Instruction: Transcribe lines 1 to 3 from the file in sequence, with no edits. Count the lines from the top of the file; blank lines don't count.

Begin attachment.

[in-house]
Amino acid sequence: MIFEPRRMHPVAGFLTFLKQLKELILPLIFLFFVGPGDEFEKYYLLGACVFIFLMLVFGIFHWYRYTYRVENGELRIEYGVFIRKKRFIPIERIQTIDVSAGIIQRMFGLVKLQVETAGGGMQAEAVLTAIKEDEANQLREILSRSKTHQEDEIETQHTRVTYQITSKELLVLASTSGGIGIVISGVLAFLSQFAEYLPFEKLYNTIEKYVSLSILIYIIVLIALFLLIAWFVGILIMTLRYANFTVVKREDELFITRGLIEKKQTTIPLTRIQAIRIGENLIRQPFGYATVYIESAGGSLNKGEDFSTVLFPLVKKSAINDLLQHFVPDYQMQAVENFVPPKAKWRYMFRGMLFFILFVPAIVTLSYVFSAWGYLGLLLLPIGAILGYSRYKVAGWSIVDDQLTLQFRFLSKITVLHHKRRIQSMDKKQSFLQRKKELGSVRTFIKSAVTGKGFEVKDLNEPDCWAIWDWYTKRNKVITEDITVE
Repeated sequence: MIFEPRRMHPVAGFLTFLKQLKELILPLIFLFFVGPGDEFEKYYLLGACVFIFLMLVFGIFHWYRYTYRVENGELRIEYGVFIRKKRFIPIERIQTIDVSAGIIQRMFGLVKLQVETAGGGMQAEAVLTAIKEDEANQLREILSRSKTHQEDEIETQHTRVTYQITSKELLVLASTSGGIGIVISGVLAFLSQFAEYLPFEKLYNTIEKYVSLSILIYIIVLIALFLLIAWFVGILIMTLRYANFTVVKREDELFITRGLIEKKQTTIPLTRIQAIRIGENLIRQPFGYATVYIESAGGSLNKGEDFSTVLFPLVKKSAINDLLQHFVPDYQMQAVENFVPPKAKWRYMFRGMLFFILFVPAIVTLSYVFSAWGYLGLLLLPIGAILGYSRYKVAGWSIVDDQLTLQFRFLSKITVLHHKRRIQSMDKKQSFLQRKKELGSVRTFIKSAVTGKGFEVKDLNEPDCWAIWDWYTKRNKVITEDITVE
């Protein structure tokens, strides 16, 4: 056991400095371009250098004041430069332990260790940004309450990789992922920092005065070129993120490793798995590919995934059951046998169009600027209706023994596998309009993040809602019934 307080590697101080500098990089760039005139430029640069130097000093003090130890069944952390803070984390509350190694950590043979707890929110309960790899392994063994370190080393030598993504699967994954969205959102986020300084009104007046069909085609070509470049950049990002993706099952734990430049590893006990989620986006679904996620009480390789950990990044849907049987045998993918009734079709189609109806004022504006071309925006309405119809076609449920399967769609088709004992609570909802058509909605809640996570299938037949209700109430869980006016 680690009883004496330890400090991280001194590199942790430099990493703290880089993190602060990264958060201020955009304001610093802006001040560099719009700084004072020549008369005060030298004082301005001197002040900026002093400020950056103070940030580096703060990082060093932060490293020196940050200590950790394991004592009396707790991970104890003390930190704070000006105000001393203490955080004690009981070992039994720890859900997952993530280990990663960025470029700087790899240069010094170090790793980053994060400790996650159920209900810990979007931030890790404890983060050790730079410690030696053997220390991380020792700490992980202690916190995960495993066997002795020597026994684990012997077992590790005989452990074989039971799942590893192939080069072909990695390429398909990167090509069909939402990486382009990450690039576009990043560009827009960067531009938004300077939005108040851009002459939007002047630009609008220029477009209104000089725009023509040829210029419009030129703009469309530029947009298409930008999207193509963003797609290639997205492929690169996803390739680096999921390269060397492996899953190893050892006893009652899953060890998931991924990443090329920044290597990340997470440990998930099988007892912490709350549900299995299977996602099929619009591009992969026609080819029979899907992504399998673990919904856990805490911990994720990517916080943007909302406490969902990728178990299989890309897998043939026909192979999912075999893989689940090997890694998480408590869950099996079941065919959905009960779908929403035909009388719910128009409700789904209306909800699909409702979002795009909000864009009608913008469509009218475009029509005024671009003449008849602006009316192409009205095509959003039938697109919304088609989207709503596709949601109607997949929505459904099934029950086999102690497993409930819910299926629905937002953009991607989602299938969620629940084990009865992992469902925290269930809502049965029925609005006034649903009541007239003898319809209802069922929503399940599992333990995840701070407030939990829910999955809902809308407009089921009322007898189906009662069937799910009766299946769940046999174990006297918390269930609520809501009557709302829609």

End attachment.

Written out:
[in-house]
Amino acid sequence: MIFEPRRMHPVAGFLTFLKQLKELILPLIFLFFVGPGDEFEKYYLLGACVFIFLMLVFGIFHWYRYTYRVENGELRIEYGVFIRKKRFIPIERIQTIDVSAGIIQRMFGLVKLQVETAGGGMQAEAVLTAIKEDEANQLREILSRSKTHQEDEIETQHTRVTYQITSKELLVLASTSGGIGIVISGVLAFLSQFAEYLPFEKLYNTIEKYVSLSILIYIIVLIALFLLIAWFVGILIMTLRYANFTVVKREDELFITRGLIEKKQTTIPLTRIQAIRIGENLIRQPFGYATVYIESAGGSLNKGEDFSTVLFPLVKKSAINDLLQHFVPDYQMQAVENFVPPKAKWRYMFRGMLFFILFVPAIVTLSYVFSAWGYLGLLLLPIGAILGYSRYKVAGWSIVDDQLTLQFRFLSKITVLHHKRRIQSMDKKQSFLQRKKELGSVRTFIKSAVTGKGFEVKDLNEPDCWAIWDWYTKRNKVITEDITVE
Repeated sequence: MIFEPRRMHPVAGFLTFLKQLKELILPLIFLFFVGPGDEFEKYYLLGACVFIFLMLVFGIFHWYRYTYRVENGELRIEYGVFIRKKRFIPIERIQTIDVSAGIIQRMFGLVKLQVETAGGGMQAEAVLTAIKEDEANQLREILSRSKTHQEDEIETQHTRVTYQITSKELLVLASTSGGIGIVISGVLAFLSQFAEYLPFEKLYNTIEKYVSLSILIYIIVLIALFLLIAWFVGILIMTLRYANFTVVKREDELFITRGLIEKKQTTIPLTRIQAIRIGENLIRQPFGYATVYIESAGGSLNKGEDFSTVLFPLVKKSAINDLLQHFVPDYQMQAVENFVPPKAKWRYMFRGMLFFILFVPAIVTLSYVFSAWGYLGLLLLPIGAILGYSRYKVAGWSIVDDQLTLQFRFLSKITVLHHKRRIQSMDKKQSFLQRKKELGSVRTFIKSAVTGKGFEVKDLNEPDCWAIWDWYTKRNKVITEDITVE